The altercation occurred when a prison guard "extraction team" entered Magett's cell because he had covered a closed-circuit camera in violation of prison rules. Magett indicated he covered the camera because his requests for medical care for a fractured pelvis and back injury were being ignored and he was not receiving meals. Magett was under special restrictions at the time of the altercation because a letter he sent to the warden was viewed as a threat. The letter stated that someone would "end up getting hurt" if he didn't receive adequate medical care.
The restrictions provided that guards would not bring meals into Magett's cell unless he first sat cross-legged on the floor at the back of his cell, facing the rear wall with his hands clasped behind his head. Magett said he could not assume that position due to his injuries. As a result, no meals were provided to him for two days.
Before the extraction team entered the cell, Magett had refused to place his hands through an opening in the cell door so he could be handcuffed. A number of the officers slipped because Magett had smeared hand cream on the floor. After a brief altercation, the officers were able to restrain Magett and remove him from the cell. Despite having worn a face shield, one of the guards suffered a cut under his chin, apparently from one of Magett's punches.
In response to the state's charges, Magett entered an NGI plea. While the jury was deliberating whether Magett was guilty at the end of the first phase of the trial, the court and Magett's counsel discussed how the second phase would proceed. The jury came back with a guilty verdict shortly thereafter.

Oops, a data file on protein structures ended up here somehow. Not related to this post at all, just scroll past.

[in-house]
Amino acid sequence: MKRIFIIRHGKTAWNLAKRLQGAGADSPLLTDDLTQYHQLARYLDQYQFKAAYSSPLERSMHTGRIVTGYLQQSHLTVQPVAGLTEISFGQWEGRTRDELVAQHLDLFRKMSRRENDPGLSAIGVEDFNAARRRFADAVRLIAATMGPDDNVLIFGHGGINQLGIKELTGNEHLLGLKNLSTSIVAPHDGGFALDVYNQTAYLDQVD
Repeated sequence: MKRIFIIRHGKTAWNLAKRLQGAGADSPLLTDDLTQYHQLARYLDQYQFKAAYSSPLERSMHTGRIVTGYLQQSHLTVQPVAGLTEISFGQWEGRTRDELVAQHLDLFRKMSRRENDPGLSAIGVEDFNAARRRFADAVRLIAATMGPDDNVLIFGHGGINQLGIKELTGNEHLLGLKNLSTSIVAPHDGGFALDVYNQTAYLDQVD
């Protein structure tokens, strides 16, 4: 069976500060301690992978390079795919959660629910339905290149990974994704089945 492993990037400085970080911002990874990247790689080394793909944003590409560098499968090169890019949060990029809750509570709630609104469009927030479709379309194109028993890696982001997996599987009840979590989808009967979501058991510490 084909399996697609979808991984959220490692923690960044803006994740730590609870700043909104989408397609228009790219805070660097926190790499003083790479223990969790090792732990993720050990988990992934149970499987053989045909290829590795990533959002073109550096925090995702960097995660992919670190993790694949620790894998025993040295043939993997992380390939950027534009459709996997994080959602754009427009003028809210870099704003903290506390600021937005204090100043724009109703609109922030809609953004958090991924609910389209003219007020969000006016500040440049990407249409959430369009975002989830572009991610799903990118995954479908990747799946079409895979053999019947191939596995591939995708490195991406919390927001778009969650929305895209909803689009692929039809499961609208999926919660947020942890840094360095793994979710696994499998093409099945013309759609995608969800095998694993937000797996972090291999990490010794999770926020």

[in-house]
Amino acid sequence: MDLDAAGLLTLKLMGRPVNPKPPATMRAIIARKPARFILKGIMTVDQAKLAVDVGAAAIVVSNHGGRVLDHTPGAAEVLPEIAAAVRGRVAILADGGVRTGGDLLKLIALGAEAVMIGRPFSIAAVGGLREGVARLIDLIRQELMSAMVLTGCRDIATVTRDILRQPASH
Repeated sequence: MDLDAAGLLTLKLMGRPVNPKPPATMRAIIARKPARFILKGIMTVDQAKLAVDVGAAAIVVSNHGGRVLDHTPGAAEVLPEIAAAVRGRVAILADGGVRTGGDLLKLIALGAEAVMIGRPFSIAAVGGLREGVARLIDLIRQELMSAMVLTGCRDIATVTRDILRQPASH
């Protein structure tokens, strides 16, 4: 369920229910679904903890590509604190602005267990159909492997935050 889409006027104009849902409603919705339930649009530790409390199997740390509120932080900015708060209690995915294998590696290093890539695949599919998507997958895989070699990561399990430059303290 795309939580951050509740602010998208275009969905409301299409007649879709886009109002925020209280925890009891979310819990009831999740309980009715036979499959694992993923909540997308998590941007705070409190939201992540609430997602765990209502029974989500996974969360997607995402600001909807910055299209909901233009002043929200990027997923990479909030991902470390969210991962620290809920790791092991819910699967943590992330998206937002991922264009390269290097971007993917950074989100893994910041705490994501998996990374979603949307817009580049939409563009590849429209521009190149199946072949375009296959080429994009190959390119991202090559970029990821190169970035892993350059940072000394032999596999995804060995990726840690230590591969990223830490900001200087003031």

At that point, the court asked Magett's counsel what evidence she intended to present in support of Magett's NGI defense. Counsel informed the court that she did not intend to call either the court-appointed medical expert or the defense's own medical expert. She stated that Magett would again take the stand and testify that he had "blacked out" and that "he was out of it" during a part of the altercation. Counsel further stated that she expected to show the videotape of the incident, which the state had already played for the jury during the first phase of the trial.
After the discussion with counsel, the trial court indicated that it would not proceed to the second phase. It concluded that without any medical expert testimony and with only the evidence described by defense counsel, no reasonable jury could find that Magett could meet his burden of persuasion on the NGI defense. Since Magett could not meet his burden, the circuit court proceeded to enter a judgment of conviction based on the jury's guilty verdict in the first phase.